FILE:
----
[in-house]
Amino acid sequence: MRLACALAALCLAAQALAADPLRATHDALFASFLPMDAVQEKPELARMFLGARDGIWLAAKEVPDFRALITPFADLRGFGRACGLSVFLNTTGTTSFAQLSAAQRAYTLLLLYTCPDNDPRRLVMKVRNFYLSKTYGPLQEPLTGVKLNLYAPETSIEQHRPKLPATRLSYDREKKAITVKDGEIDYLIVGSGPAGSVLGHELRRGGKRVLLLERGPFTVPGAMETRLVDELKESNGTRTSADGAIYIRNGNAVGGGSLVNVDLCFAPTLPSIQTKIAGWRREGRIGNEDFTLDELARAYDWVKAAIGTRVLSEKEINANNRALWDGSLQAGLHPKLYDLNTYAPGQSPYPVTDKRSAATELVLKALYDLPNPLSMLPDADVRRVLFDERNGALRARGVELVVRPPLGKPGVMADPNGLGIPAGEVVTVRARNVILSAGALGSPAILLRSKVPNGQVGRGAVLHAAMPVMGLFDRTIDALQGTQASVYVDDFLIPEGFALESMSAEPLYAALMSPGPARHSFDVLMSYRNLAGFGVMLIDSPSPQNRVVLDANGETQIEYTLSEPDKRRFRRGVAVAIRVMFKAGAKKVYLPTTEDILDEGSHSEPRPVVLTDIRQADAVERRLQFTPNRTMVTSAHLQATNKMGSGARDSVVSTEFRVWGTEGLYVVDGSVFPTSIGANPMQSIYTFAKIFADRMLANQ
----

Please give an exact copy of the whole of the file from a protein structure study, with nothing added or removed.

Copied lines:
[in-house]
Amino acid sequence: MRLACALAALCLAAQALAADPLRATHDALFASFLPMDAVQEKPELARMFLGARDGIWLAAKEVPDFRALITPFADLRGFGRACGLSVFLNTTGTTSFAQLSAAQRAYTLLLLYTCPDNDPRRLVMKVRNFYLSKTYGPLQEPLTGVKLNLYAPETSIEQHRPKLPATRLSYDREKKAITVKDGEIDYLIVGSGPAGSVLGHELRRGGKRVLLLERGPFTVPGAMETRLVDELKESNGTRTSADGAIYIRNGNAVGGGSLVNVDLCFAPTLPSIQTKIAGWRREGRIGNEDFTLDELARAYDWVKAAIGTRVLSEKEINANNRALWDGSLQAGLHPKLYDLNTYAPGQSPYPVTDKRSAATELVLKALYDLPNPLSMLPDADVRRVLFDERNGALRARGVELVVRPPLGKPGVMADPNGLGIPAGEVVTVRARNVILSAGALGSPAILLRSKVPNGQVGRGAVLHAAMPVMGLFDRTIDALQGTQASVYVDDFLIPEGFALESMSAEPLYAALMSPGPARHSFDVLMSYRNLAGFGVMLIDSPSPQNRVVLDANGETQIEYTLSEPDKRRFRRGVAVAIRVMFKAGAKKVYLPTTEDILDEGSHSEPRPVVLTDIRQADAVERRLQFTPNRTMVTSAHLQATNKMGSGARDSVVSTEFRVWGTEGLYVVDGSVFPTSIGANPMQSIYTFAKIFADRMLANQ